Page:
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Facebook’s decision to crack down on NYU’s Ad Observer highlights the increasingly fraught dynamic between tech companies and academics: Nyu Ad Observerlapowskyprotocol

Nyu Ad Observerlapowskyprotocol: The recent decision by Facebook to shut down the Ad Observer account.

“This account has been suspended because it violates our Terms of Use, which require that users run an authentic profile under their true identity,” a Facebook spokesperson said in an email to The Verge. “We take this matter seriously, and we will be contacting the account owner about this violation.”

Facebook’s decision to crack down on NYU’s Ad Observer highlights the increasingly fraught dynamic between tech companies and academics.

By any measure, it was a monumental achievement for NYU’s Ad Observer. The account, which operated out of the university’s library in Brooklyn Heights, amassed over 10 million followers and published detailed data about the advertisers it was tracking. Its founders even won an award from the Association of National Advertisers in 2013.

But the account’s success was also its downfall. The Ad Observer had garnered a reputation as a meticulously curated, no-frills, academic analysis of Facebook’s advertisers. But as it grew, it began to look too much like a real ad agency — and so Facebook suspended its account on Wednesday, according to The Verge .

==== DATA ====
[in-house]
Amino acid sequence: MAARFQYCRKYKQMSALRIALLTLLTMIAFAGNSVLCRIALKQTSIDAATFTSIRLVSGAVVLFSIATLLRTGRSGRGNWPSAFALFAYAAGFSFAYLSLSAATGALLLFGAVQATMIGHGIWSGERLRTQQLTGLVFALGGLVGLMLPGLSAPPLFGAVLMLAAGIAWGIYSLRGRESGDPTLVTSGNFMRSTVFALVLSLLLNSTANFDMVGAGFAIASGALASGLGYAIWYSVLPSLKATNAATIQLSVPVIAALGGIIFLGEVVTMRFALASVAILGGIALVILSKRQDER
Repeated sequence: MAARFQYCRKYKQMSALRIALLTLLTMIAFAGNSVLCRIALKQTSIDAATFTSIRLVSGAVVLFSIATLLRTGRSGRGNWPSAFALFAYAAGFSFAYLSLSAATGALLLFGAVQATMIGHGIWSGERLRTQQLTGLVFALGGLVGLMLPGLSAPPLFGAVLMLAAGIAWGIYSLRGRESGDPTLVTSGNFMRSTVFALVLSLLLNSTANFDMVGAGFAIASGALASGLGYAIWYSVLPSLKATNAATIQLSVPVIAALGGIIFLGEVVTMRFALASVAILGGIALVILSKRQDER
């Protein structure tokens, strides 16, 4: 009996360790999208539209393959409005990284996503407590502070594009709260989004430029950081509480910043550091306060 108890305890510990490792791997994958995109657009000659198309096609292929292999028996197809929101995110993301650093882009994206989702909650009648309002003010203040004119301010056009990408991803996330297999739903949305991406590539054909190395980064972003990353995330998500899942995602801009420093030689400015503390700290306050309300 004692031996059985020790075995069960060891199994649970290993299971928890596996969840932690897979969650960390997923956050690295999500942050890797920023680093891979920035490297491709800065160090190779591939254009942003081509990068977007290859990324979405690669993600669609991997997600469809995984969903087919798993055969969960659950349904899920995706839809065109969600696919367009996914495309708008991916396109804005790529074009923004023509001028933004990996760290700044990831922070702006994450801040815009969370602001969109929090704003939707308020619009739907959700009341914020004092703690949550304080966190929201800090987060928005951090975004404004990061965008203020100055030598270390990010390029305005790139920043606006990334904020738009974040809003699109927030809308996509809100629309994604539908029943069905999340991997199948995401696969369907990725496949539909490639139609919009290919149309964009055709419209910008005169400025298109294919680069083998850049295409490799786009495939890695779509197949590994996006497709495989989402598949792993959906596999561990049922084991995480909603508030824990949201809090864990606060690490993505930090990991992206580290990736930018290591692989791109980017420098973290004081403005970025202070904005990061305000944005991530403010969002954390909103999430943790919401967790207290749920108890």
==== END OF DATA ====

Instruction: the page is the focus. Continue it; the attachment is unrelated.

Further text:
The move raises new questions about the growing rift between tech and academia over how to study Silicon Valley. But in this case, the decision also reflects a bigger issue: the increasingly blurred line between academia and Silicon Valley.

“The likely diagnosis is Facebook was looking at NYU Ad Observer as a business entity rather than an academic institution,” said Michael Eisen, an assistant professor of media studies at the University of California, Los Angeles (UCLA). “That’s totally understandable; it’s very similar to all other companies.”

The Ad Observer headquarters at NYU. Image: NYU

Facebook has been criticized in recent years for its lack of transparency with advertisers. Until last year, the company ran a product called Partner Categories, which allowed companies to target ads based on non-users’ activity. It also came under fire for allowing Cambridge Analytica to access user data without their consent. In 2017, it was revealed that Facebook had paid users $20 per month in order to track their phones and web activity — an invaluable trove of information for advertisers.

The Ad Observer likely violated the company’s Terms of Service, which require that users run an authentic account, Eisen said. But a spokesperson for Facebook said that the company has nothing against academics, noting that several former employees have gone on to work in academia.

“We have a long history of working with academic researchers and institutions across the world,” a Facebook spokesperson told Mashable. “This includes our relationship with NYU, and any questions about their account should be directed to them.

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